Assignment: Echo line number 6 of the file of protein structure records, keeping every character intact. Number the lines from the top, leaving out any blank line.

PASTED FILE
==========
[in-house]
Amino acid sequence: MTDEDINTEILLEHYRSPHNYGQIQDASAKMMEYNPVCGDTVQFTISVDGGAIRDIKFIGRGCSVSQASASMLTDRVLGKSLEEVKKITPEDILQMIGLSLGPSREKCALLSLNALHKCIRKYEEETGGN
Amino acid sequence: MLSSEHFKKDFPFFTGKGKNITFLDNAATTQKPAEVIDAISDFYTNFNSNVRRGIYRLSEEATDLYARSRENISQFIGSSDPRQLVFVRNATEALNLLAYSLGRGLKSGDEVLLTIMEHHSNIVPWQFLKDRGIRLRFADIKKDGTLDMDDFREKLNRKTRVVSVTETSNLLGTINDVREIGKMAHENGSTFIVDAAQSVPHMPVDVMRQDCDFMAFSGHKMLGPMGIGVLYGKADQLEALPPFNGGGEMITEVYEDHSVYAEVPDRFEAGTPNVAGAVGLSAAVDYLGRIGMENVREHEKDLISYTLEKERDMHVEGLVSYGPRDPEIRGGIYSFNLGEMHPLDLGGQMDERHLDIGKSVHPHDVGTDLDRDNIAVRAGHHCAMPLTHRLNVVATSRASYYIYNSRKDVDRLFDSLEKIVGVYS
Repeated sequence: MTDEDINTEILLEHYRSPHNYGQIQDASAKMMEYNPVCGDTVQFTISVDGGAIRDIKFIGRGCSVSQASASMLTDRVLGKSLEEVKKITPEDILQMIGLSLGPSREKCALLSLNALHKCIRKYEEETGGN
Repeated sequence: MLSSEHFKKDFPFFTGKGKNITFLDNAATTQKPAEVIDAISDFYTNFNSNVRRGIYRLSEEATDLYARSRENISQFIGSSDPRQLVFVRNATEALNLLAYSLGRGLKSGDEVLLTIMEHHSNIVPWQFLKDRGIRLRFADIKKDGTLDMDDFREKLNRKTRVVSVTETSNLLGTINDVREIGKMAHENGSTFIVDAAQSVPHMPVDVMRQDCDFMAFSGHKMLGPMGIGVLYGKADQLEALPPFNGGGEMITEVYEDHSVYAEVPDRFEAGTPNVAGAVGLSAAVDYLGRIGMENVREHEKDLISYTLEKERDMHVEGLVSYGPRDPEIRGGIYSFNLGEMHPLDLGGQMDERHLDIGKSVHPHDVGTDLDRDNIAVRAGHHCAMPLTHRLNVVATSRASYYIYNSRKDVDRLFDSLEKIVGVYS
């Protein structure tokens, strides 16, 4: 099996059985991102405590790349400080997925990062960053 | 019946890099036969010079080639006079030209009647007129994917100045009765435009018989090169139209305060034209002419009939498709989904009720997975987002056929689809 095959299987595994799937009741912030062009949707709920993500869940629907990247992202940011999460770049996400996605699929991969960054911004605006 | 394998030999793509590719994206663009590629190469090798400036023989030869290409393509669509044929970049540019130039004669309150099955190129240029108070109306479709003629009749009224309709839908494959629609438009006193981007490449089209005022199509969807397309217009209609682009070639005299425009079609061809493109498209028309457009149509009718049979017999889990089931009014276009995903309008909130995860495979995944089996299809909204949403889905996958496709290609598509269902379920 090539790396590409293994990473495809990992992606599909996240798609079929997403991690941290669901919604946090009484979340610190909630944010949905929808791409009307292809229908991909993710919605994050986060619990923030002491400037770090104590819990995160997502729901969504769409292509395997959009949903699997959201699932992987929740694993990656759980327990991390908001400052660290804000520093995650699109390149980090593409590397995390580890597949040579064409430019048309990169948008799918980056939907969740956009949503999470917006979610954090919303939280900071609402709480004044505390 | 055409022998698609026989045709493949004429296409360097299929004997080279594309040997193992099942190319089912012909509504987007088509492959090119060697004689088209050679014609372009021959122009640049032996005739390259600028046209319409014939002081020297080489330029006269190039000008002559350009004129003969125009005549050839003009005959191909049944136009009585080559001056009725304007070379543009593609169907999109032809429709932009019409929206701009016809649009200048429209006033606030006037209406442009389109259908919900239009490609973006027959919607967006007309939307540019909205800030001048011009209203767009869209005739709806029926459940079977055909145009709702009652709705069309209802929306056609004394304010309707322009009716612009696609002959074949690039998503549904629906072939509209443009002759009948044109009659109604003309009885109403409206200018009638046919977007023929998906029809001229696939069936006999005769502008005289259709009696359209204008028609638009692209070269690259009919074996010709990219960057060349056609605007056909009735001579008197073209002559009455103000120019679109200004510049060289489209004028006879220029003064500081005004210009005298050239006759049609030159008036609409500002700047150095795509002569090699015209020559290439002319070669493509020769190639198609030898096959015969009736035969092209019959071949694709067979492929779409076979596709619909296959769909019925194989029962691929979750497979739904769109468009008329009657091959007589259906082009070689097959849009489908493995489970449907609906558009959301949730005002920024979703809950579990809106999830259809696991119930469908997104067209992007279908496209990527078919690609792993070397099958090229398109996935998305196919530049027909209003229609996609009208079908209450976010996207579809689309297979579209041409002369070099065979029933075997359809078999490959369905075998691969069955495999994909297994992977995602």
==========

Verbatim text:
């Protein structure tokens, strides 16, 4: 099996059985991102405590790349400080997925990062960053 | 019946890099036969010079080639006079030209009647007129994917100045009765435009018989090169139209305060034209002419009939498709989904009720997975987002056929689809 095959299987595994799937009741912030062009949707709920993500869940629907990247992202940011999460770049996400996605699929991969960054911004605006 | 394998030999793509590719994206663009590629190469090798400036023989030869290409393509669509044929970049540019130039004669309150099955190129240029108070109306479709003629009749009224309709839908494959629609438009006193981007490449089209005022199509969807397309217009209609682009070639005299425009079609061809493109498209028309457009149509009718049979017999889990089931009014276009995903309008909130995860495979995944089996299809909204949403889905996958496709290609598509269902379920 090539790396590409293994990473495809990992992606599909996240798609079929997403991690941290669901919604946090009484979340610190909630944010949905929808791409009307292809229908991909993710919605994050986060619990923030002491400037770090104590819990995160997502729901969504769409292509395997959009949903699997959201699932992987929740694993990656759980327990991390908001400052660290804000520093995650699109390149980090593409590397995390580890597949040579064409430019048309990169948008799918980056939907969740956009949503999470917006979610954090919303939280900071609402709480004044505390 | 055409022998698609026989045709493949004429296409360097299929004997080279594309040997193992099942190319089912012909509504987007088509492959090119060697004689088209050679014609372009021959122009640049032996005739390259600028046209319409014939002081020297080489330029006269190039000008002559350009004129003969125009005549050839003009005959191909049944136009009585080559001056009725304007070379543009593609169907999109032809429709932009019409929206701009016809649009200048429209006033606030006037209406442009389109259908919900239009490609973006027959919607967006007309939307540019909205800030001048011009209203767009869209005739709806029926459940079977055909145009709702009652709705069309209802929306056609004394304010309707322009009716612009696609002959074949690039998503549904629906072939509209443009002759009948044109009659109604003309009885109403409206200018009638046919977007023929998906029809001229696939069936006999005769502008005289259709009696359209204008028609638009692209070269690259009919074996010709990219960057060349056609605007056909009735001579008197073209002559009455103000120019679109200004510049060289489209004028006879220029003064500081005004210009005298050239006759049609030159008036609409500002700047150095795509002569090699015209020559290439002319070669493509020769190639198609030898096959015969009736035969092209019959071949694709067979492929779409076979596709619909296959769909019925194989029962691929979750497979739904769109468009008329009657091959007589259906082009070689097959849009489908493995489970449907609906558009959301949730005002920024979703809950579990809106999830259809696991119930469908997104067209992007279908496209990527078919690609792993070397099958090229398109996935998305196919530049027909209003229609996609009208079908209450976010996207579809689309297979579209041409002369070099065979029933075997359809078999490959369905075998691969069955495999994909297994992977995602």